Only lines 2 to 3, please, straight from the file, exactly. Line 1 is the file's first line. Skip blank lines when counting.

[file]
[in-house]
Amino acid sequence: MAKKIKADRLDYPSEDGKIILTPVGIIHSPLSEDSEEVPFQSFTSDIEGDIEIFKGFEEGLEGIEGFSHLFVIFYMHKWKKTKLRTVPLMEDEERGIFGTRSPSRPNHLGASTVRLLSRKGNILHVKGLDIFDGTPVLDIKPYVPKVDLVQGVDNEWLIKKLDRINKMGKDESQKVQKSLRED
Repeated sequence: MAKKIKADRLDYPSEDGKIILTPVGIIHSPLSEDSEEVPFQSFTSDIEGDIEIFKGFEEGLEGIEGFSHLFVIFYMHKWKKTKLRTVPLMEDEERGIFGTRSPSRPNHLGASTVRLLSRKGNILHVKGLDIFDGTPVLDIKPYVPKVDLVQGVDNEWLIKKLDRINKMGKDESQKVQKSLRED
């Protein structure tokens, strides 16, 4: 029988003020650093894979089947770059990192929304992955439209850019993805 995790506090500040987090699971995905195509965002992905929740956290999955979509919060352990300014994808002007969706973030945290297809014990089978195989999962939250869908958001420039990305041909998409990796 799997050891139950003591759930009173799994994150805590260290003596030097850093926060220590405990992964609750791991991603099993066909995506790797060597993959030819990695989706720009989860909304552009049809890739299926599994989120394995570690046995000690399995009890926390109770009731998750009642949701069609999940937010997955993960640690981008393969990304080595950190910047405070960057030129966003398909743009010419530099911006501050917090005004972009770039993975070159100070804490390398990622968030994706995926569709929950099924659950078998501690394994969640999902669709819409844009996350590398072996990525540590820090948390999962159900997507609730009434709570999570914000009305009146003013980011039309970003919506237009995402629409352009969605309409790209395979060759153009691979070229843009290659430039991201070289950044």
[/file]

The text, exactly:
Amino acid sequence: MAKKIKADRLDYPSEDGKIILTPVGIIHSPLSEDSEEVPFQSFTSDIEGDIEIFKGFEEGLEGIEGFSHLFVIFYMHKWKKTKLRTVPLMEDEERGIFGTRSPSRPNHLGASTVRLLSRKGNILHVKGLDIFDGTPVLDIKPYVPKVDLVQGVDNEWLIKKLDRINKMGKDESQKVQKSLRED
Repeated sequence: MAKKIKADRLDYPSEDGKIILTPVGIIHSPLSEDSEEVPFQSFTSDIEGDIEIFKGFEEGLEGIEGFSHLFVIFYMHKWKKTKLRTVPLMEDEERGIFGTRSPSRPNHLGASTVRLLSRKGNILHVKGLDIFDGTPVLDIKPYVPKVDLVQGVDNEWLIKKLDRINKMGKDESQKVQKSLRED